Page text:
Heavenly Doctrine

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AC 10614 – The Thoughts of Angels and Men
When Reading the Word;
AC 10618 – Anger

AC 10614 [2, 3]

In the Word there is an external sense,
there is an internal sense,
and there is an inmost sense.
The Word in the external sense
is such as it appears in the letter;
this sense is natural,
because it has been accommodated to
the apprehension of men, for men think naturally.
But the Word in the internal sense is spiritual,
because it has been accommodated to
the understanding of the angels
in the Lord’s spiritual kingdom,
for these angels think spiritually.
And the Word in the inmost sense is celestial,
because it has been accommodated to
the perception of the angels
in the Lord’s celestial kingdom,
for the angels in this kingdom think super-spiritually.
The Word being of this nature,
it follows that one thing is in another
in the like order;
the inmost in the internal,
and the internal in the external.
From this there is a connection of all things,
and an influx according to the connection,
and a consequent subsistence
of one thing from another.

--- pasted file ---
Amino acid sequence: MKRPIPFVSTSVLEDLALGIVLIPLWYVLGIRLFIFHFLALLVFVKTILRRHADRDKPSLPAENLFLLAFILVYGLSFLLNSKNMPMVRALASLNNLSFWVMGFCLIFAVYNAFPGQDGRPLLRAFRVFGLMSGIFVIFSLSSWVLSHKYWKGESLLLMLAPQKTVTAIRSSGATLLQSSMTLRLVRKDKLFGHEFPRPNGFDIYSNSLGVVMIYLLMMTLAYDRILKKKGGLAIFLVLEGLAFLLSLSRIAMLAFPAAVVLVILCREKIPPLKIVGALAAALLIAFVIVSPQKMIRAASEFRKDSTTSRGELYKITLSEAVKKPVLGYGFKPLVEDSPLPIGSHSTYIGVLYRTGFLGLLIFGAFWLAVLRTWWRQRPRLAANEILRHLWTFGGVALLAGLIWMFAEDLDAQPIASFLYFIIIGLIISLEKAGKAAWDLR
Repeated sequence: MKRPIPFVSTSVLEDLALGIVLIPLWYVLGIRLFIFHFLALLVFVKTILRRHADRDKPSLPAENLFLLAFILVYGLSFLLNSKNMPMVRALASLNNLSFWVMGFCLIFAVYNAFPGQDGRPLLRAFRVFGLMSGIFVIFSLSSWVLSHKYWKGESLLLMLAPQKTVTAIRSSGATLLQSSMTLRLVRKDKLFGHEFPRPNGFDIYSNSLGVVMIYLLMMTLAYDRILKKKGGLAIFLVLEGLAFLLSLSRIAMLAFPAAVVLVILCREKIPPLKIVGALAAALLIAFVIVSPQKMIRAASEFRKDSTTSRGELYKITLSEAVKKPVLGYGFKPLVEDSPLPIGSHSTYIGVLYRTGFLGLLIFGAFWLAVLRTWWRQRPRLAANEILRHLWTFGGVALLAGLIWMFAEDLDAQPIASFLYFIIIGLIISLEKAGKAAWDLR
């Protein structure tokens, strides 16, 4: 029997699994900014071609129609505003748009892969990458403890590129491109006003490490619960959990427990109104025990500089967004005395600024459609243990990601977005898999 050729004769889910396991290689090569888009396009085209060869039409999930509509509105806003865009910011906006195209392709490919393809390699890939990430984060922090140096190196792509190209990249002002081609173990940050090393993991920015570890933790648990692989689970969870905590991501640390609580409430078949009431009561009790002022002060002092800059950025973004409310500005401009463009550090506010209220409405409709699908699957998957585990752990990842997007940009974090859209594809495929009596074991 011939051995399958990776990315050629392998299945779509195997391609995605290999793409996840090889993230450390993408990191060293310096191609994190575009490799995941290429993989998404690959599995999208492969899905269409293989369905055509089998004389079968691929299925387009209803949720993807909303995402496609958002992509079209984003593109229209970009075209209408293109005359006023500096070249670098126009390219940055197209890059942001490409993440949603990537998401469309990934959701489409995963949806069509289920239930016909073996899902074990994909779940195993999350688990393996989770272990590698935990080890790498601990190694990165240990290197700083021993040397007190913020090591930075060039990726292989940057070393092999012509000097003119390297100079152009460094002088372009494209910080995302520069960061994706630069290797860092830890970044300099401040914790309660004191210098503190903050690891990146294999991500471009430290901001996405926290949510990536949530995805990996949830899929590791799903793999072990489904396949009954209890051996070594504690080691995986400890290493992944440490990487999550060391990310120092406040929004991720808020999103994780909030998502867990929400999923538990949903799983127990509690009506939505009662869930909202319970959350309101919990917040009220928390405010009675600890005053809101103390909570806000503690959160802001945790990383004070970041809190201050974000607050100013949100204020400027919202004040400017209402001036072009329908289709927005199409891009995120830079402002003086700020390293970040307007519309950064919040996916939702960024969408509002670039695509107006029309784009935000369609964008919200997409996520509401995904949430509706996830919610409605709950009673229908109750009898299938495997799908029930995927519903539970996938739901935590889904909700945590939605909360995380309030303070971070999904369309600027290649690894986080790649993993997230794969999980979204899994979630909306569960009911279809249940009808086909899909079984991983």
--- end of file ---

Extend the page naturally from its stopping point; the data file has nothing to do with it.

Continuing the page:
When therefore a man is of such a character
that he perceives within himself
a holiness in the externals
of the Word, of the church, and of worship,
he has an external in which is an internal,
for this holiness is from the internal,
because it is from heaven.
This is the external which Moses here represents.
But when a man is of such a character
that he does not perceive
any internal holiness in the external
of the Word, of the church, and of worship,
he then has an external separate from the internal.
In this external was the Israelitish nation.

AC 10618 [2]

As regards anger,
be it known further that evil becomes angry,
and good never,
for the reason that to be angry is to will evil to another,
which good cannot do,
for good consists in willing the good of another.
All evil has within it
enmity, hatred, revenge, and cruelty;
in these and from these evil has its delight.
Moreover, evil hates good,
because good is opposed to its delights.
Consequently when evil cannot injure good,
which it is always in the endeavor to do,
it is first indignant,
and afterward is angry.
Whether you say evil, or an evil man, it is the same,
for evil is in man as in its subject.
And as such is the nature of evil against good,
such it is against the Divine,
for all good is the Divine with man,
because it is from the Divine.
From this it is that an evil man
is always angry against the Divine,
although outwardly he speaks differently before men.

Emanuel swedenborg

Heavenly Doctrine

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